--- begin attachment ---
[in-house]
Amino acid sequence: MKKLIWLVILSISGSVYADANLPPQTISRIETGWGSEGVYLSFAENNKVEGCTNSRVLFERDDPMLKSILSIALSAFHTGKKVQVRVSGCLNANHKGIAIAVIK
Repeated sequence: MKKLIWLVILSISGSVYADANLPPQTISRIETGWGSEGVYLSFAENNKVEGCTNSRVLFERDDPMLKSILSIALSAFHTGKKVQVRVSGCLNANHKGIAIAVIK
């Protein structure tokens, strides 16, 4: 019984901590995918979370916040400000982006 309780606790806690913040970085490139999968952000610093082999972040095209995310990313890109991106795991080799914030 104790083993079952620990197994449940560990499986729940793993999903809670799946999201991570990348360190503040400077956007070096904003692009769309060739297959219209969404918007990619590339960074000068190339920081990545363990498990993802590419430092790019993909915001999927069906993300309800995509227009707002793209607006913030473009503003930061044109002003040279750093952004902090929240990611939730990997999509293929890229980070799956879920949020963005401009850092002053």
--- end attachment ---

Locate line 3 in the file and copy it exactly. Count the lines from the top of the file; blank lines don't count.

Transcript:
Repeated sequence: MKKLIWLVILSISGSVYADANLPPQTISRIETGWGSEGVYLSFAENNKVEGCTNSRVLFERDDPMLKSILSIALSAFHTGKKVQVRVSGCLNANHKGIAIAVIK